So momentum can help overcome lots of barriers in the church. It overcomes lots of preconceived ideas. Real momentum helps overcome personal preferences. So when the momentum gets rolling, it even helps overcome those who are critics. Because the momentum is so big, and so many people get on board with what’s going on, even the critics start to question themselves, or they simply never get on board at all. They just, they go where they can control situations. What momentum does, momentum puts the control in the hands of the organization and reaching the mission, and not in the hands of a handful of people who are trying to lead their own personal preferences.

Dwayne:

You’ve got a servant heart. You pray things through. I’ve never gotten the impression you mow people over. People just seem to want to get behind what you’re doing, Clay. Is that a gift? Is such ability available for anybody, or is that just something you possess naturally?

Clay:

No. Leadership in itself, I think is something that’s not just necessarily all God-given. You’ve got to learn it.

You’ve got to get around people who know how to do these things. You need to learn from them. You need to learn to communicate like they communicate. You need to learn how to see the big picture. You got to learn how to put the pieces together. I have a simple philosophy of ministry, and it’s going to sound complicated, but it’s not. But it’s this, you’ve got to start small and you got to grow strong. Well, the problem of leaders, they all want to start big.

And if you’ve not developed or enlisted and trained the leadership to start big, you’ve not cast the vision to start big, you’ve not put the foundation in place that allows you to sustain. It’s like a deck of cards that you built a tower with. It just is going to fall. Well, if you don’t have a firm foundation under all of these things, of trained leaders and a very clear strategy, a very clear mission where you have, where you create movement, you literally create movement, that you have a starting place.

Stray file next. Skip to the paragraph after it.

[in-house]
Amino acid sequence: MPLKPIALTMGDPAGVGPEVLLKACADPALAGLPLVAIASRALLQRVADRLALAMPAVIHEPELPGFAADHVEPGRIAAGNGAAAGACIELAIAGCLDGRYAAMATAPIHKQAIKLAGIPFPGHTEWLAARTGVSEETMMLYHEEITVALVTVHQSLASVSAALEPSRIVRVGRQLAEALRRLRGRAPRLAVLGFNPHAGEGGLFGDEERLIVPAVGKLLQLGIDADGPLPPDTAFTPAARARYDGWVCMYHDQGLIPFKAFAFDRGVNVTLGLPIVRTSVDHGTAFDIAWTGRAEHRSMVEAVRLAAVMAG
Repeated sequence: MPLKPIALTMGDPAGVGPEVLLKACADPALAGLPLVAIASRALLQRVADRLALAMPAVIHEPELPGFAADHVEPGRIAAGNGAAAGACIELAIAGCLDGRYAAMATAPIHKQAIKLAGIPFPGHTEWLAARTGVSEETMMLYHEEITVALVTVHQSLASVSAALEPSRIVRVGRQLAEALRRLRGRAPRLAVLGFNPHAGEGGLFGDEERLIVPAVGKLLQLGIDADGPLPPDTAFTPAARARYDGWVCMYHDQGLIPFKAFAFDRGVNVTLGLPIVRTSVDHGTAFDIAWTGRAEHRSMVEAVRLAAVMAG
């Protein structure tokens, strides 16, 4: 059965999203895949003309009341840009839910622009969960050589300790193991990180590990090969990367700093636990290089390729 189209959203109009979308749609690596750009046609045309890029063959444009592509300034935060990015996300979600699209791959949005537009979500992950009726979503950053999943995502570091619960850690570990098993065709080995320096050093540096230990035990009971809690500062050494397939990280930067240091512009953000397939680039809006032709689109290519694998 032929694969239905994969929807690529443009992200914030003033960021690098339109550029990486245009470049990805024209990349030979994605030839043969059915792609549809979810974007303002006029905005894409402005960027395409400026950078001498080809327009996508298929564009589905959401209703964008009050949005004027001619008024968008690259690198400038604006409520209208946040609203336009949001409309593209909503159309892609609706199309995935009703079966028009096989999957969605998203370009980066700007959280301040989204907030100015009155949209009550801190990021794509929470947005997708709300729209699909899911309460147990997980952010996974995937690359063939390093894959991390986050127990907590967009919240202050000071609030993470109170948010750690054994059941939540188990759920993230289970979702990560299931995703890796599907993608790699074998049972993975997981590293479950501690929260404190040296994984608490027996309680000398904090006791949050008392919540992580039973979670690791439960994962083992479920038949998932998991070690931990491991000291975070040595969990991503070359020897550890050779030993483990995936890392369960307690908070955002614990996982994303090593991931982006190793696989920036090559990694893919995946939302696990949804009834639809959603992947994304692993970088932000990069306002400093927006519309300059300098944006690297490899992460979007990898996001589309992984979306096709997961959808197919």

And we have this, a simple process of movement. We call it a starting place, a strengthening place, an ascending place. And we move, try to move people, from a starting place all the way through where we’re strengthening them, we’re discipling them, we’re helping them learn to be leaders. Then we’re sending them to lead and strengthen to start others. The problem is, most leaders aren’t patient. We live in an instantaneous world, where we put something in the microwave and food gets right there. We push a button and our whole pot of coffee is made. Everything is instant on the Internet. But leadership is not instant. Growing a church is not instant. There is no magic pill. There are no magic beans. There is a not a magic formula. You have to do it the way God created you to do it. You’ve got to start where you are. You’ve got to expand out from there. You start small, you grow strong. You got to have a starting place, a strengthening place, an ascending place.

You got to create that movement among people. It’s something that anybody can learn to be, because I have staff around me that did not understand this concept. Now they do, because I’ve equipped them. They taught like I taught, they think like I think, they lead their small groups like we’re leading the whole church now. So it becomes cohesive, but it’s taken five years almost get to that point. But we’re starting to see lots of results. We’re reaping great benefits. So you’ve got to go into it not looking at it as a temporary short-term thing. Momentum has got to be a long-term thing. It’s got to be a long-term vision of what it is that you’re trying to accomplish out there.